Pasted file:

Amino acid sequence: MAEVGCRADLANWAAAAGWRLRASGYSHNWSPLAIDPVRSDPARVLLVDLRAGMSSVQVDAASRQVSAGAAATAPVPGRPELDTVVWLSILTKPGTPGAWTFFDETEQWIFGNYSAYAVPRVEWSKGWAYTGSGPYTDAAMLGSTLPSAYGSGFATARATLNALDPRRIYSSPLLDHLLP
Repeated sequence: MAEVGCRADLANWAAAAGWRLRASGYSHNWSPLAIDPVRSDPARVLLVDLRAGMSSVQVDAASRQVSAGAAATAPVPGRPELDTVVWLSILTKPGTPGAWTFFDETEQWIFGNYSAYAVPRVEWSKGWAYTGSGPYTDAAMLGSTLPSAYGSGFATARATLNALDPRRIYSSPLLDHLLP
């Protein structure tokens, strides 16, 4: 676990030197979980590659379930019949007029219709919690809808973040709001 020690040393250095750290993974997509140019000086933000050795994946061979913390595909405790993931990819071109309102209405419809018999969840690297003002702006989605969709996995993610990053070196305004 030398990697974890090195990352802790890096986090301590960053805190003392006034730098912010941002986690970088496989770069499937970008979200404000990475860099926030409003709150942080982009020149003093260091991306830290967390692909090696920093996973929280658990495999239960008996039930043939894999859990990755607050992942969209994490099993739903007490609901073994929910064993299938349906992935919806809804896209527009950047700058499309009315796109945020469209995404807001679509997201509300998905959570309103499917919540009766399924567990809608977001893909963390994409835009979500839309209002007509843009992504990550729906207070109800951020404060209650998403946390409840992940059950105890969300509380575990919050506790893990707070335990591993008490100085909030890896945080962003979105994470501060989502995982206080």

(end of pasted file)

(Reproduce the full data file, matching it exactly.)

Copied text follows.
Amino acid sequence: MAEVGCRADLANWAAAAGWRLRASGYSHNWSPLAIDPVRSDPARVLLVDLRAGMSSVQVDAASRQVSAGAAATAPVPGRPELDTVVWLSILTKPGTPGAWTFFDETEQWIFGNYSAYAVPRVEWSKGWAYTGSGPYTDAAMLGSTLPSAYGSGFATARATLNALDPRRIYSSPLLDHLLP
Repeated sequence: MAEVGCRADLANWAAAAGWRLRASGYSHNWSPLAIDPVRSDPARVLLVDLRAGMSSVQVDAASRQVSAGAAATAPVPGRPELDTVVWLSILTKPGTPGAWTFFDETEQWIFGNYSAYAVPRVEWSKGWAYTGSGPYTDAAMLGSTLPSAYGSGFATARATLNALDPRRIYSSPLLDHLLP
């Protein structure tokens, strides 16, 4: 676990030197979980590659379930019949007029219709919690809808973040709001 020690040393250095750290993974997509140019000086933000050795994946061979913390595909405790993931990819071109309102209405419809018999969840690297003002702006989605969709996995993610990053070196305004 030398990697974890090195990352802790890096986090301590960053805190003392006034730098912010941002986690970088496989770069499937970008979200404000990475860099926030409003709150942080982009020149003093260091991306830290967390692909090696920093996973929280658990495999239960008996039930043939894999859990990755607050992942969209994490099993739903007490609901073994929910064993299938349906992935919806809804896209527009950047700058499309009315796109945020469209995404807001679509997201509300998905959570309103499917919540009766399924567990809608977001893909963390994409835009979500839309209002007509843009992504990550729906207070109800951020404060209650998403946390409840992940059950105890969300509380575990919050506790893990707070335990591993008490100085909030890896945080962003979105994470501060989502995982206080």